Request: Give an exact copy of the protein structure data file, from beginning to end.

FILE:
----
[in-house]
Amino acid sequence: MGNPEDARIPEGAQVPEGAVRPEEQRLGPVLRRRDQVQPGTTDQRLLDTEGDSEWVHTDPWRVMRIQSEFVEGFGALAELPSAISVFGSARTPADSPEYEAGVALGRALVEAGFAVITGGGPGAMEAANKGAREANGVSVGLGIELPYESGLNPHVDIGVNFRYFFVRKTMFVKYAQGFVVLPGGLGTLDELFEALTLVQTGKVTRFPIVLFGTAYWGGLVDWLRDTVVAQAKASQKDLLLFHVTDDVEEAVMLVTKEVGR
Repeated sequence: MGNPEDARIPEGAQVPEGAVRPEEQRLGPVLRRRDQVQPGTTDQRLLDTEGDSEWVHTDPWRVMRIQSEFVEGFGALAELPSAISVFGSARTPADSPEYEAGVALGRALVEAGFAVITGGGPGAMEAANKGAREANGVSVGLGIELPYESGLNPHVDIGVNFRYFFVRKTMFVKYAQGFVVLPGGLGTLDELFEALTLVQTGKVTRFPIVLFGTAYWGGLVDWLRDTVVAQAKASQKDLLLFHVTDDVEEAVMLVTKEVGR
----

[in-house]
Amino acid sequence: MGNPEDARIPEGAQVPEGAVRPEEQRLGPVLRRRDQVQPGTTDQRLLDTEGDSEWVHTDPWRVMRIQSEFVEGFGALAELPSAISVFGSARTPADSPEYEAGVALGRALVEAGFAVITGGGPGAMEAANKGAREANGVSVGLGIELPYESGLNPHVDIGVNFRYFFVRKTMFVKYAQGFVVLPGGLGTLDELFEALTLVQTGKVTRFPIVLFGTAYWGGLVDWLRDTVVAQAKASQKDLLLFHVTDDVEEAVMLVTKEVGR
Repeated sequence: MGNPEDARIPEGAQVPEGAVRPEEQRLGPVLRRRDQVQPGTTDQRLLDTEGDSEWVHTDPWRVMRIQSEFVEGFGALAELPSAISVFGSARTPADSPEYEAGVALGRALVEAGFAVITGGGPGAMEAANKGAREANGVSVGLGIELPYESGLNPHVDIGVNFRYFFVRKTMFVKYAQGFVVLPGGLGTLDELFEALTLVQTGKVTRFPIVLFGTAYWGGLVDWLRDTVVAQAKASQKDLLLFHVTDDVEEAVMLVTKEVGR